Somewhere at the crossroads …

one finds the Wanderlust Cafe. A meeting place, a place of respite, a place to have some exotic tea or a stiff drink, eat fruits and simple food, a place to stow your pack in a safe corner, or lay out a few trade goods for sale. Listen to foreign tongues, write or sketch in your journal, argue philosophy, send postcards and file dispatches, or just sit and dream. Send some emails (though we can't guarantee the internet is working, shrug).

There's spies and smugglers and adventurers and artists and all other sorts of low-lifes. Fortunetellers. Bards. Poets. Pilgrims. Gods and goddesses in disguise. One never knows.

Where is it? Along the Silk Road, off the Barbary Coast, on a Greek island somewhere near Delphi or Shangri-La. Hard to find, hard to miss. Under the shade of a centuries-old mango tree. Adorned by long-limbed descendants of Egyptian temple cats. A place to tie up the camels and the horses and dust off your fedora. Swap some stories, or some lies. Hatch a conspiracy. Dance if you wish. Scream if you need to. Love if you dare.


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1894 Baedeker’s Greece “Handbook for Travellers”


Baedeker's 1894 & 1905 Handbooks for Travellers with Map

Baedeker’s 1894 & 1905 Handbooks for Travellers with Map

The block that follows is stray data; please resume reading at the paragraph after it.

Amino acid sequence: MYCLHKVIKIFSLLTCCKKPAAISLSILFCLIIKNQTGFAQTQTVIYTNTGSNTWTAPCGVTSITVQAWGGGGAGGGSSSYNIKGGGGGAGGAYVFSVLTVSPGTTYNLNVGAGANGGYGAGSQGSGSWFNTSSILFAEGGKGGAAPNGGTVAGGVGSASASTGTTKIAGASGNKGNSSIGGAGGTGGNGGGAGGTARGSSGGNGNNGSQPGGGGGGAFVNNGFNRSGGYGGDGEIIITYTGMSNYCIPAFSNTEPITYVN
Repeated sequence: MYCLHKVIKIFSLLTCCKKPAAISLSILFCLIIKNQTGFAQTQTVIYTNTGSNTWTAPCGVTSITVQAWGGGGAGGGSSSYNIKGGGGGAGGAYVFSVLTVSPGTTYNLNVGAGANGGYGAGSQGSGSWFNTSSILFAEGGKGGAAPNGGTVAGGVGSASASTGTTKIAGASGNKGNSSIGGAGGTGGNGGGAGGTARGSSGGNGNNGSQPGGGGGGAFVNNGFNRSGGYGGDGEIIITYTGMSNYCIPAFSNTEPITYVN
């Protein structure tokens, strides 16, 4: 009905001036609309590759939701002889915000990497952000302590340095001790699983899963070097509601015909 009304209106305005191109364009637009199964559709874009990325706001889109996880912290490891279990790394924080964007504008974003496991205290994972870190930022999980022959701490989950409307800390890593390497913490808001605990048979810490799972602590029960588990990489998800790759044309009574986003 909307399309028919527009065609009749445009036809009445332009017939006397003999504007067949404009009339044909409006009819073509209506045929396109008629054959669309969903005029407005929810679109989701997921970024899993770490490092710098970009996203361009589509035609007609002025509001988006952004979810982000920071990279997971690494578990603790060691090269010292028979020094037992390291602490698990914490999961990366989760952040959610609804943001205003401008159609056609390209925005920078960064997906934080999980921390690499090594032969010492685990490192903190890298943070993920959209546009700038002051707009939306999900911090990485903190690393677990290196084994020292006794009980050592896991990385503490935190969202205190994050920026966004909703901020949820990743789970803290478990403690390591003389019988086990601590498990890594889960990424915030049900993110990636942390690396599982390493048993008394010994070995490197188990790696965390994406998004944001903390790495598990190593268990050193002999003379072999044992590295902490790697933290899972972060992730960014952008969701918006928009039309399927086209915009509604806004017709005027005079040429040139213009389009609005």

A century-old guidebook often helps prepare me for the dual journey, as my enjoyment is enhanced by the comparison between experiences of preceding travelers and my own. Having read many histories and traveler’s accounts of Greece, there are many expectations as well as my own past experiences, so each visit to Greece has a complex set of anticipations.

In this case, I’ve managed to acquire both an 1894 and 1905 edition of the classic Baedeker’s Greece “Handbook for Travellers”.

I enjoy seeing the distances expressed in days on horseback, with advice (and sample contract in English and French) for hiring a Courier (guide) or Dragoman, as well as a list of suggested items to carry for travel into the interior. There suggested equipment includes waterproof bags or wallets, smoke-coloured spectacles, a traveling flask and drinking cup, knife large enough to be used in eating if necessary, a fork, candles for evening use, a good-sized rug, and a good compass. And a stout cane might be useful as well as a good camp-bed for long journeys.

One should be sure that the dragoman’s services include paying all railway, steamboat, or carriage fares, as well as the hiring of saddle-horses and pack-horses, plus provision of all meals (including wine, coffee, etc.), and the securing of accommodations for the night. The travelers are not to be held responsible for any injury the horses may receive by falling or the like, unless it is clearly due to the rider’s fault. Furthermore, the travelers shall be at liberty to make detours while the pack-animals follow the shortest route. And, of course, half of the sum agreed upon is generally paid to the dragoman in advance, while the other half should be retained to the end of the journey.